Members of Trump’s family are also reportedly under Mueller’s scrutiny. Donald Trump Jr. revealed in July that he welcomed an offer of damaging information about Clinton from a Russian lawyer tied to the Kremlin during the summer of 2016. He, Jared Kushner, and Manafort met with the lawyer and her associates in Trump Tower shortly thereafter; Mueller has reportedly requested documents about that meeting last year and Trump’s role in crafting statements about it earlier this year. Kushner, Manafort, and the younger Trump denied wrongdoing and collusion with Russia and said no information was exchanged during the meeting.
Mueller’s most explosive line of inquiry involves Trump himself. The president suddenly dismissed then-FBI Director James Comey in May and subsequently indicated the Russia investigation played a role, among other factors. After his removal, Comey leaked contemporaneous memos to the press that described Trump pressuring the director to drop the Flynn investigation and announce that the president himself wasn’t under investigation. Multiple legal experts told me in May that Trump’s behavior likely amounted to obstruction of justice, a federal crime that factored into the impeachment efforts against Richard Nixon and Bill Clinton.
Just as the Russia investigation has shadowed Trump’s presidency so far, so has the possibility that the president could fire the special counsel loomed over Mueller’s efforts. Trump reportedly considered ousting Mueller in June shortly after Comey testified before Congress, but apparently decided against it. As the head of the executive branch, Trump can force the special counsel’s dismissal by ordering Deputy Attorney General Rod Rosenstein, the acting attorney general for the Russia investigation, to fire Mueller.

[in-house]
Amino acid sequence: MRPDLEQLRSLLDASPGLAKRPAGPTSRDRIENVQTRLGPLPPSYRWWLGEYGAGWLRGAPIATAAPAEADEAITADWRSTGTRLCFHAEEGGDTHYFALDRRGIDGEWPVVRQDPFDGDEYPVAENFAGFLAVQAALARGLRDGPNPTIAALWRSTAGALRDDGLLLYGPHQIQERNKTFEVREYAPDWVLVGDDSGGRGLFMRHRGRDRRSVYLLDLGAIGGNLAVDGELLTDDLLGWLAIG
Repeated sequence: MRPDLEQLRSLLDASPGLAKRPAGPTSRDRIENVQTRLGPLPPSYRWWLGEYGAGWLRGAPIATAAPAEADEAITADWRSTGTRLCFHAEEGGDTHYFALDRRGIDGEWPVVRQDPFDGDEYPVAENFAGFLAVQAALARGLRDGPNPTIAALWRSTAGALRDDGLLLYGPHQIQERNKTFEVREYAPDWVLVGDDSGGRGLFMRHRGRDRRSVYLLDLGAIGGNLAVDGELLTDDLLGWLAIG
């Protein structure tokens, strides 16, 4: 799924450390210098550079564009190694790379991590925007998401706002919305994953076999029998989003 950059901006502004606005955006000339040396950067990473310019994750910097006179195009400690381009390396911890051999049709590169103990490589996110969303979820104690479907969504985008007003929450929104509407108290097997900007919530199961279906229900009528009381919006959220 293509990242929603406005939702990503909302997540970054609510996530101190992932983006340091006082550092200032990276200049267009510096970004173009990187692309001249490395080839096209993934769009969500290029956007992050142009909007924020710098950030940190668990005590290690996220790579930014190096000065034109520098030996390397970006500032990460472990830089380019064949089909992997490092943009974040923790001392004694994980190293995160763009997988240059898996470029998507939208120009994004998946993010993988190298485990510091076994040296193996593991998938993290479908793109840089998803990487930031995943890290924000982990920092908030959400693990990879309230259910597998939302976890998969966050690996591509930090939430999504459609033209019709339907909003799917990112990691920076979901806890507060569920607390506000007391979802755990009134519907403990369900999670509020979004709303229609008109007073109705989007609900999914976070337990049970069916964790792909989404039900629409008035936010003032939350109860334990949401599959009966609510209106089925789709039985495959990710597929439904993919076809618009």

Rosenstein, for his part, told Congress in June that he hasn’t seen the requisite “good cause” to lawfully fire Mueller. No president has ordered the Justice Department to remove a special prosecutor since Richard Nixon directed the removal of Watergate prosecutor Archibald Cox in 1973. Attorney General Elliot Richardson and his deputy resigned instead of carrying out the order in what was dubbed the Saturday Night Massacre. Cox’s removal came at tremendous political cost for Nixon and likely hastened the end of his presidency.
But what we know about Mueller’s investigation is dwarfed by what we don’t know. By all accounts, the special counsel’s office is running an extraordinarily tight ship. Mueller hasn’t spoken a word publicly since releasing a short statement on the day he took over the Russia investigation. Neither has anyone on the team of prosecutors he’s handpicked from private law firms and the Justice Department spoken openly.
There have been a healthy amount of leaks about the investigation along the way. But it’s worth remembering the array of actors involved in the process. Information could pass to reporters from members of the congressional committees probing Russia and their staffers, from FBI agents tapped to assist Mueller’s team, from Justice Department officials briefed on its developments, and from the defense lawyers who interact with Mueller himself.
And some of the biggest public developments in the Russia saga weren’t even reported until months after they took place. Mueller’s July raid on Manafort’s Virginia home wasn’t reported until August. The special counsel’s office reportedly began presenting evidence to a federal grand jury in Washington for weeks before reporters caught wind of it. What all this secrecy underscores is how little is actually known about what Mueller’s doing—and what he might do next.